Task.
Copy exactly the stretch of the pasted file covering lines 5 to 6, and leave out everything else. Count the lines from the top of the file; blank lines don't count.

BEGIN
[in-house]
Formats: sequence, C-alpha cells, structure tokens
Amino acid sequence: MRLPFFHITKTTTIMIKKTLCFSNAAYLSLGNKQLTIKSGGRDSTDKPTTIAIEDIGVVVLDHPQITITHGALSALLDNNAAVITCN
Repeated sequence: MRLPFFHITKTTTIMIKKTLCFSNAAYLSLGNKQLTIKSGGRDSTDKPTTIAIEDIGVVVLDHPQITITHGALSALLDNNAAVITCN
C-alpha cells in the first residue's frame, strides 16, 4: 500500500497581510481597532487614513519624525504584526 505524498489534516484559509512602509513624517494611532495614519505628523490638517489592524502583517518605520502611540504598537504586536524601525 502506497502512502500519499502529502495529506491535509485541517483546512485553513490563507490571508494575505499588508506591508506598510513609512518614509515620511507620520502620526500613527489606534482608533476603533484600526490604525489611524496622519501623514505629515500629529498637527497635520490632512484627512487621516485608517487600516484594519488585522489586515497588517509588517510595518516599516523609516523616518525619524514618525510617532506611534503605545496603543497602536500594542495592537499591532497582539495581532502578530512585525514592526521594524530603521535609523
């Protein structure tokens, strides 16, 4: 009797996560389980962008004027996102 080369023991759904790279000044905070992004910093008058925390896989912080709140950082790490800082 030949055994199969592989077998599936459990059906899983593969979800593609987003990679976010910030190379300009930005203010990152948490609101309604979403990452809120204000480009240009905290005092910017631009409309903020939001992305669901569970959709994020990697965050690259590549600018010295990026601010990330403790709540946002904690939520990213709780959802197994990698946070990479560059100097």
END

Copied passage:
C-alpha cells in the first residue's frame, strides 16, 4: 500500500497581510481597532487614513519624525504584526 505524498489534516484559509512602509513624517494611532495614519505628523490638517489592524502583517518605520502611540504598537504586536524601525 502506497502512502500519499502529502495529506491535509485541517483546512485553513490563507490571508494575505499588508506591508506598510513609512518614509515620511507620520502620526500613527489606534482608533476603533484600526490604525489611524496622519501623514505629515500629529498637527497635520490632512484627512487621516485608517487600516484594519488585522489586515497588517509588517510595518516599516523609516523616518525619524514618525510617532506611534503605545496603543497602536500594542495592537499591532497582539495581532502578530512585525514592526521594524530603521535609523
């Protein structure tokens, strides 16, 4: 009797996560389980962008004027996102 080369023991759904790279000044905070992004910093008058925390896989912080709140950082790490800082 030949055994199969592989077998599936459990059906899983593969979800593609987003990679976010910030190379300009930005203010990152948490609101309604979403990452809120204000480009240009905290005092910017631009409309903020939001992305669901569970959709994020990697965050690259590549600018010295990026601010990330403790709540946002904690939520990213709780959802197994990698946070990479560059100097």